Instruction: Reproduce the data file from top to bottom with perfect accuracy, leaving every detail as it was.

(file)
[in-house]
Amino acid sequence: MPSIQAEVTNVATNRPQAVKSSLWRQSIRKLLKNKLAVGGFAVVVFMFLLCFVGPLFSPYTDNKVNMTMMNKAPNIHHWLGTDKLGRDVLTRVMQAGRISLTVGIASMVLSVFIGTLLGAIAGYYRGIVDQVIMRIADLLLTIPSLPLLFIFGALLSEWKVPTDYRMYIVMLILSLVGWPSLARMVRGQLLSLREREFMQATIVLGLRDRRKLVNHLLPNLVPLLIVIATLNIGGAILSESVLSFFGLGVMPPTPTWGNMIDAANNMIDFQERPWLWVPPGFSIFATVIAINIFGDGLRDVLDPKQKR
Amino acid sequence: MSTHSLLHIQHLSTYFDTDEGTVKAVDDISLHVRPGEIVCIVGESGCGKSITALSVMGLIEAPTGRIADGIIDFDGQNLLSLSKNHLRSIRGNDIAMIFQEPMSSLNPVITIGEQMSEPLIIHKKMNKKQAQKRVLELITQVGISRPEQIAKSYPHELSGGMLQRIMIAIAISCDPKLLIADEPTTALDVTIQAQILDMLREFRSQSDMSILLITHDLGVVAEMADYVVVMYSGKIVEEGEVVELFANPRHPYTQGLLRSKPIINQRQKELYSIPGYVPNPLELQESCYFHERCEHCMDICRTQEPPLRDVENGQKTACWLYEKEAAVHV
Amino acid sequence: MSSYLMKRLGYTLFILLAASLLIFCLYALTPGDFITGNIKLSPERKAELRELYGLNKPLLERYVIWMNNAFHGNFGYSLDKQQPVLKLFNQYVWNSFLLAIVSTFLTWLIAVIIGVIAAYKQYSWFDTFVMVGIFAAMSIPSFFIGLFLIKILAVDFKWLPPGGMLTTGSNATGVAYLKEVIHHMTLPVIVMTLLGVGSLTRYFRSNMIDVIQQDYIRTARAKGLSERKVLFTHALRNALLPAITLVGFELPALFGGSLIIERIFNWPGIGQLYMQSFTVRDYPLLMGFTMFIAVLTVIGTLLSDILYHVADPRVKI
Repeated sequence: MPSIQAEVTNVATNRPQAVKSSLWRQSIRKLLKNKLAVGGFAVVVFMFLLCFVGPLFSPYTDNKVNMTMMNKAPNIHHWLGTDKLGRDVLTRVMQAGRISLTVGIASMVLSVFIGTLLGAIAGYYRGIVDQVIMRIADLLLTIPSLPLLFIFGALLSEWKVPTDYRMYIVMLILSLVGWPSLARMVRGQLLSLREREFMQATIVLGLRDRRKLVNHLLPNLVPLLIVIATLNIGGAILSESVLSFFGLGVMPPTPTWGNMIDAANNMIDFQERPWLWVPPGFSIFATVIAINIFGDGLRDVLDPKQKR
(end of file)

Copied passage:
[in-house]
Amino acid sequence: MPSIQAEVTNVATNRPQAVKSSLWRQSIRKLLKNKLAVGGFAVVVFMFLLCFVGPLFSPYTDNKVNMTMMNKAPNIHHWLGTDKLGRDVLTRVMQAGRISLTVGIASMVLSVFIGTLLGAIAGYYRGIVDQVIMRIADLLLTIPSLPLLFIFGALLSEWKVPTDYRMYIVMLILSLVGWPSLARMVRGQLLSLREREFMQATIVLGLRDRRKLVNHLLPNLVPLLIVIATLNIGGAILSESVLSFFGLGVMPPTPTWGNMIDAANNMIDFQERPWLWVPPGFSIFATVIAINIFGDGLRDVLDPKQKR
Amino acid sequence: MSTHSLLHIQHLSTYFDTDEGTVKAVDDISLHVRPGEIVCIVGESGCGKSITALSVMGLIEAPTGRIADGIIDFDGQNLLSLSKNHLRSIRGNDIAMIFQEPMSSLNPVITIGEQMSEPLIIHKKMNKKQAQKRVLELITQVGISRPEQIAKSYPHELSGGMLQRIMIAIAISCDPKLLIADEPTTALDVTIQAQILDMLREFRSQSDMSILLITHDLGVVAEMADYVVVMYSGKIVEEGEVVELFANPRHPYTQGLLRSKPIINQRQKELYSIPGYVPNPLELQESCYFHERCEHCMDICRTQEPPLRDVENGQKTACWLYEKEAAVHV
Amino acid sequence: MSSYLMKRLGYTLFILLAASLLIFCLYALTPGDFITGNIKLSPERKAELRELYGLNKPLLERYVIWMNNAFHGNFGYSLDKQQPVLKLFNQYVWNSFLLAIVSTFLTWLIAVIIGVIAAYKQYSWFDTFVMVGIFAAMSIPSFFIGLFLIKILAVDFKWLPPGGMLTTGSNATGVAYLKEVIHHMTLPVIVMTLLGVGSLTRYFRSNMIDVIQQDYIRTARAKGLSERKVLFTHALRNALLPAITLVGFELPALFGGSLIIERIFNWPGIGQLYMQSFTVRDYPLLMGFTMFIAVLTVIGTLLSDILYHVADPRVKI
Repeated sequence: MPSIQAEVTNVATNRPQAVKSSLWRQSIRKLLKNKLAVGGFAVVVFMFLLCFVGPLFSPYTDNKVNMTMMNKAPNIHHWLGTDKLGRDVLTRVMQAGRISLTVGIASMVLSVFIGTLLGAIAGYYRGIVDQVIMRIADLLLTIPSLPLLFIFGALLSEWKVPTDYRMYIVMLILSLVGWPSLARMVRGQLLSLREREFMQATIVLGLRDRRKLVNHLLPNLVPLLIVIATLNIGGAILSESVLSFFGLGVMPPTPTWGNMIDAANNMIDFQERPWLWVPPGFSIFATVIAINIFGDGLRDVLDPKQKR